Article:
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How Your Company Can Meaningfully Improve Diversity In 2017

It’s not enough to simply say you want your organization to be more diverse. Here are tangible ways you can make it happen.

How Your Company Can Meaningfully Improve Diversity In 2017

In recent years, many companies have been emphasizing their dedication to diversity. But what does that really mean? If we look at Silicon Valley, whose diversity numbers continue to be shaky, saying doesn’t necessarily mean doing.

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In fact, a recent LinkedIn study found that, despite the heightened press, a majority of tech leaders don’t know what they are actually doing to make their organizations more diverse. And unless real action is taken, 2017 won’t bring about any seismic changes.

For most companies, creating a more diverse and inclusive landscape involves doing away with common myths. As organizations begin think about the next year’s goals, here are some ways to help bring about a more diverse workspace.

Step 1: Acknowledge That There Is Not A Pipeline Problem

Executives trying to make excuses for their poor diversity showings often point to what’s called the “pipeline problem.” The issue, as they see it, is that for technical roles, there simply aren’t enough qualified diverse candidates. The problem with this argument is it’s simply not true. Numerous studies show that there is an abundance of women and non-white people with applicable skills.

So if a company is trying to make an honest and concerted effort to create a more diverse workforce, they must first acknowledge that the issue isn’t a lack of candidates. And if they are only seeing a certain type of candidate, then they should begin to source talent from new places.

Step 2: Be Mindful Of Your Talent Sourcing

It’s not enough to simply say you have an open mind: Employers must actively look for talent in new places. Companies often rely on word of mouth or referrals by current employees. This creates a circle of like-minded people with often similar backgrounds. Instead, employers can approach new sources—different universities, for instance—to find candidates outside of their networks.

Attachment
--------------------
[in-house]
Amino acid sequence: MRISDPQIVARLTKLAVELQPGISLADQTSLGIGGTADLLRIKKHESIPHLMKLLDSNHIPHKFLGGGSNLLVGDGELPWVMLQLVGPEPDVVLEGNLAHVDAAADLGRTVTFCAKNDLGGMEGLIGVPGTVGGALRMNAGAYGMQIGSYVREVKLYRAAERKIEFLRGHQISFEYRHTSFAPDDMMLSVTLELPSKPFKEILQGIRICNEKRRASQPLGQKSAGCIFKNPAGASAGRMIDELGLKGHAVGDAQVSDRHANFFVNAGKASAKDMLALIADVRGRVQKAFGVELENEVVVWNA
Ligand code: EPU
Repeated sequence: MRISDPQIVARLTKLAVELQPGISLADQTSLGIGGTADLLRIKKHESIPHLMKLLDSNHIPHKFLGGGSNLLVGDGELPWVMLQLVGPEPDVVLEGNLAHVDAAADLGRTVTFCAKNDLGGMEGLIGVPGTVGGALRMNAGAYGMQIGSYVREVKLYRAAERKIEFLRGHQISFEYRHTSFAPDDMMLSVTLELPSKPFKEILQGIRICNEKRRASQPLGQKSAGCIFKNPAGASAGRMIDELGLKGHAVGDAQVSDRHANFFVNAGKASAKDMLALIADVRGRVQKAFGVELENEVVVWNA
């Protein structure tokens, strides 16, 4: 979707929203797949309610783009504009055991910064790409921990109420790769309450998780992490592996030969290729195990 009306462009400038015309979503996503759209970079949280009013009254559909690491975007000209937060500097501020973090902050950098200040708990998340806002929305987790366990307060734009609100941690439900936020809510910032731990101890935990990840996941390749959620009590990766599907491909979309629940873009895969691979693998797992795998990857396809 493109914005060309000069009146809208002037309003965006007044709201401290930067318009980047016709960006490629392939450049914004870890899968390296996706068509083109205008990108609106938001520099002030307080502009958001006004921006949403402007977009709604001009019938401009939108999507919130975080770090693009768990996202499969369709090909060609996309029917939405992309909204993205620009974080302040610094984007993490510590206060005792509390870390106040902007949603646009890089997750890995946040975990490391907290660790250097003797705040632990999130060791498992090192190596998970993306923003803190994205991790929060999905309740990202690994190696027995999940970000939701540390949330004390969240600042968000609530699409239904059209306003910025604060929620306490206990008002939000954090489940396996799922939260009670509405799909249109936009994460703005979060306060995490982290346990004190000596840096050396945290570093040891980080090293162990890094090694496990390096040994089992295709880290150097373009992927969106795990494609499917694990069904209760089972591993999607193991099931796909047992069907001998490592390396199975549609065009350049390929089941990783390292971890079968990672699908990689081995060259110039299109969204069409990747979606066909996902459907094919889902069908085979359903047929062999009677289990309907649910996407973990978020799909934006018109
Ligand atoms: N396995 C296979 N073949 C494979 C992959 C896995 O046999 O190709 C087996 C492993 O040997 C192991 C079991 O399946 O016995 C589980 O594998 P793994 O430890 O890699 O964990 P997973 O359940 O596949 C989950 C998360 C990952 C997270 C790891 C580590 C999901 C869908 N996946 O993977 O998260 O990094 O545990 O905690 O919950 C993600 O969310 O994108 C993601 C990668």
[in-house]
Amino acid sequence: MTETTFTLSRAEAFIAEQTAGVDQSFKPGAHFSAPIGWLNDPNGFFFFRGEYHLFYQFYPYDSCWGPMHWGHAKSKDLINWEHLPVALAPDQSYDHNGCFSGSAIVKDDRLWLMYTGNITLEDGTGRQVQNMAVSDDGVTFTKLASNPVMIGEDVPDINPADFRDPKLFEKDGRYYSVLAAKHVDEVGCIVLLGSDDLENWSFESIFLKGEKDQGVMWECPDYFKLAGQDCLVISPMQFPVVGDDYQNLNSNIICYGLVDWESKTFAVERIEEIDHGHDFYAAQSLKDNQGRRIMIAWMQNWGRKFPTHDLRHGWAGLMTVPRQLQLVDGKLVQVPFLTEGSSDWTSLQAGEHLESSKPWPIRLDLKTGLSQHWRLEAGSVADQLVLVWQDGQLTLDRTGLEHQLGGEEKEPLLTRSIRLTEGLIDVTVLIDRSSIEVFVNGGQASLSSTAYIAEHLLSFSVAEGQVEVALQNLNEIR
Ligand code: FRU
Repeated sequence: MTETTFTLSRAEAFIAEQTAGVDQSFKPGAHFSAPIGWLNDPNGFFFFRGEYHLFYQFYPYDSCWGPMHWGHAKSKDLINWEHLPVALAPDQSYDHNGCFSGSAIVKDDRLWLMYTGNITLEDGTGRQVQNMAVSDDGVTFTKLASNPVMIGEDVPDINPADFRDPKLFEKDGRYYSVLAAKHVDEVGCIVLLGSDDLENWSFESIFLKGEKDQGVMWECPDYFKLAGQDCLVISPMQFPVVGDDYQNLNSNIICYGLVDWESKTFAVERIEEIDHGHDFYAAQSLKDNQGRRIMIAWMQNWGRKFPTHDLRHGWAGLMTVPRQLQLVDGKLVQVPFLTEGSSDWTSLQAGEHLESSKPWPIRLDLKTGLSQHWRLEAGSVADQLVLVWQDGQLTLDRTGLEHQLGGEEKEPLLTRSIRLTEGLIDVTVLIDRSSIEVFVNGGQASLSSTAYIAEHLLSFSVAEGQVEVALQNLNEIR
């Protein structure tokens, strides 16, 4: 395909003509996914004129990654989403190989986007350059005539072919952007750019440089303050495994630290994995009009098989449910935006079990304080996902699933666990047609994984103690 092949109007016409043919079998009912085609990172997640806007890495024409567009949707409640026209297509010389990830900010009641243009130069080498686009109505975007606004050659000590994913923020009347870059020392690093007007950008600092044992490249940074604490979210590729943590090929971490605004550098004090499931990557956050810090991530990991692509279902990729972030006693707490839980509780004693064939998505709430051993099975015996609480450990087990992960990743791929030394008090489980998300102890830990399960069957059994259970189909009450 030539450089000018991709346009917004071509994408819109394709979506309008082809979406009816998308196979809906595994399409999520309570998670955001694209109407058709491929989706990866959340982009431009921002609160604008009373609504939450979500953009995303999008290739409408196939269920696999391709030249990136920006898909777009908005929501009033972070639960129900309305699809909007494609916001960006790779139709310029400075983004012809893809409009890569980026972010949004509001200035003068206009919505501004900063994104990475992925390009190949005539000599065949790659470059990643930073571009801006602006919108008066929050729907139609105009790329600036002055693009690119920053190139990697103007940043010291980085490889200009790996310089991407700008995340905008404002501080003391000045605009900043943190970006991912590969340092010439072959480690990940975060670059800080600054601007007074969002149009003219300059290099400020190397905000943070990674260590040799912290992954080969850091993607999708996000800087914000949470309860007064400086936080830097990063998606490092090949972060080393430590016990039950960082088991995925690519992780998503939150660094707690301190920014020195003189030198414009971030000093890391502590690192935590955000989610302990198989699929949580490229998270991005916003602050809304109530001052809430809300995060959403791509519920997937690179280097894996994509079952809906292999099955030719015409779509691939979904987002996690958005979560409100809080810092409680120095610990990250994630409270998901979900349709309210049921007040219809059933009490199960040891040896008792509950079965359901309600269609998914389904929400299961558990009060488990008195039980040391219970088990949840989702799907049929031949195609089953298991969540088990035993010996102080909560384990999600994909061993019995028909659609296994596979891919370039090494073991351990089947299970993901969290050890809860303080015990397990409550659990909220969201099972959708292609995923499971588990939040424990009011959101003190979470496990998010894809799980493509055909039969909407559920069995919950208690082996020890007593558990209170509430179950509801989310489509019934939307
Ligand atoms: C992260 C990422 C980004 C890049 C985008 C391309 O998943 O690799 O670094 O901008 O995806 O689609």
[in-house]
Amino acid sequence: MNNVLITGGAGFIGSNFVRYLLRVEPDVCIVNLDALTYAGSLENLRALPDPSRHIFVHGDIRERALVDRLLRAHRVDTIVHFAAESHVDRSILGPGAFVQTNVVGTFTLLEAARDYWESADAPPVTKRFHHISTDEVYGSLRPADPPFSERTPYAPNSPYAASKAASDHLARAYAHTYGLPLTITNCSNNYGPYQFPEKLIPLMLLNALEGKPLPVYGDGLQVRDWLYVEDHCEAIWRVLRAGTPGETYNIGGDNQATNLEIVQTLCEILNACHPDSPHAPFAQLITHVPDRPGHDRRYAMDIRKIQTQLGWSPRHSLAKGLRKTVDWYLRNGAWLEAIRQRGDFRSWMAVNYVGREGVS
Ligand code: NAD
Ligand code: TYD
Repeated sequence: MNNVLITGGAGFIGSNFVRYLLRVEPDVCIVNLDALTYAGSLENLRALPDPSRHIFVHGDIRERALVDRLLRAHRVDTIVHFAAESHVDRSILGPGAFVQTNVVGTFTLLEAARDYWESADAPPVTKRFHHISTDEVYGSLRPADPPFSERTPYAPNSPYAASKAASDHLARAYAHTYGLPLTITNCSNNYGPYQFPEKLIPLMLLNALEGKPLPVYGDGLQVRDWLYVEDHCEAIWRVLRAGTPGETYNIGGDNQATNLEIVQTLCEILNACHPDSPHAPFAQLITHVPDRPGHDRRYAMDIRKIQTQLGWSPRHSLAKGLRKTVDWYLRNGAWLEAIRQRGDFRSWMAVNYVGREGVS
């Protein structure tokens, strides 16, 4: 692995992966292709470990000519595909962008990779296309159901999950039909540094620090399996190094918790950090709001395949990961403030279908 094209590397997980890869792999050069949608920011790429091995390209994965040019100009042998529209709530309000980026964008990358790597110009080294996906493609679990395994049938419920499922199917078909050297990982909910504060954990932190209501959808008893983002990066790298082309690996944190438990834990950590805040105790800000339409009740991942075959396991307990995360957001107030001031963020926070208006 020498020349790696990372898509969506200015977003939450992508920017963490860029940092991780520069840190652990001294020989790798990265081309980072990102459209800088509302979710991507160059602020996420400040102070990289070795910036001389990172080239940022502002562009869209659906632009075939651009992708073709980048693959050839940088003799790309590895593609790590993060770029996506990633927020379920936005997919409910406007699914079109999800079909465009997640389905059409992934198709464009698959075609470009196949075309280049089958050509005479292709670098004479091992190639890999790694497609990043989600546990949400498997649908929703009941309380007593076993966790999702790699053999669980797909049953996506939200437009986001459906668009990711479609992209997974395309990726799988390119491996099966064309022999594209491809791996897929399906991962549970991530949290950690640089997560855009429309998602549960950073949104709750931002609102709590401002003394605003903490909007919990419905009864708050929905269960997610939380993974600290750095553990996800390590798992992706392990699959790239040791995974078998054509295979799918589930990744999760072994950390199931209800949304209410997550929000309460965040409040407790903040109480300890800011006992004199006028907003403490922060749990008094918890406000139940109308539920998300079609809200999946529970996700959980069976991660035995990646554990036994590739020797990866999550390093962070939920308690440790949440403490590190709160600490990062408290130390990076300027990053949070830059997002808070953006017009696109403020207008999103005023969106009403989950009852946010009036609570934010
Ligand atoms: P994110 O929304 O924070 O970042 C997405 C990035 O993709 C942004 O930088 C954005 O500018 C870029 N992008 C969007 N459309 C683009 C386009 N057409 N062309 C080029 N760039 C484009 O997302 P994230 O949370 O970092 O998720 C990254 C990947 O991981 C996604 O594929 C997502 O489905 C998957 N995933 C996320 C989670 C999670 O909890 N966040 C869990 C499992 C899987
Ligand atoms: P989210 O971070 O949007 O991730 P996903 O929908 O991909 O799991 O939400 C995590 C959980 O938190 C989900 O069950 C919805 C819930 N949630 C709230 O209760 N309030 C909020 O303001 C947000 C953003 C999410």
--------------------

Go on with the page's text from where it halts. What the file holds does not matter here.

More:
Companies like Github have been working to create partnerships with programs and universities that train technology talent from underrepresented backgrounds. While it’s easy to look within your network and find people who fit the description, this perpetuates a homogeneous work culture.

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Step 3: Try (As Best You Can) To Avoid Bias

Perhaps the most important way to make your company more diverse is to force yourself to think outside the box. As explained in the last step, instead of just choosing the top five applications from Ivy League alums, make sure you are bringing a concert of voices to the table. Pinterest’s chief diversity officer, Candice Morgan, told Fast Company at our Innovation Festival that the company interviews at least one woman and one person from an underrepresented background for all leadership roles.

And it helps to remove as much bias in decision making as possible. Recruiters can do their job blindly so that only qualifications can be seen.

But avoiding bias goes beyond just hiring. It’s making sure that people within a company are aware of how they present themselves to each other. To help with this, companies can bring in trained counselors to lead bias training exercises. Morgan added that she implemented this at Pinterest, too.

Step 4: Look Critically At Your Numbers

For many, simply looking at a company’s demographic makeup is enough to know whether or not it’s diverse. But that is not enough. While companies may be hiring people from divergent backgrounds, what’s important to know is whether they are fostering their success. One of the biggest problems non-white and non-male employees face is a non-inclusive culture. So other statistics like employee retention reveal whether or not companies are succeeding. And if they aren’t, companies need to look critically at the reasons why.

Another way to foster a more diverse work climate is to ensure that everyone is excelling at their job at a similar rate. That is, promotion velocity for people from diverse backgrounds is proportional to others. These statistics help illustrate a fuller picture about how a company is progressing and changing its culture. It also signals to potential new hires that it cares. Overall, by analyzing numbers beyond mere demographic makeup, companies can better strategize for the future.

Step 5: Understand What It All Means

The most important thing to emphasize is that this isn’t just for appearance. Cultivating a diverse workforce has business effects. If a company is simply trying to hire more minority employees to make itself look good, then it’s not solving the problem. A diverse body of employees ensures that the business is serving all potential clients.

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A McKinsey study concluded that diversity drives better results. The ultimate point of building a more diverse team is to make an organization more successful in the long run.

Overall, vowing to make a company more inclusive and diverse requires understanding what many underrepresented people face in the workforce and coupling that with why organizations should be more proactive in recruiting them. This conversation is anything but new, yet most industries are making scant gains. The only way to overcome that is to analyze what the underlying problem is. Following that, they can formulate a strategy to build better, stronger, and more successful teams. It’s as easy as that.

About the author

Cale is a Brooklyn-based reporter. He writes about business, technology, leadership, and anything else that piques his interest.

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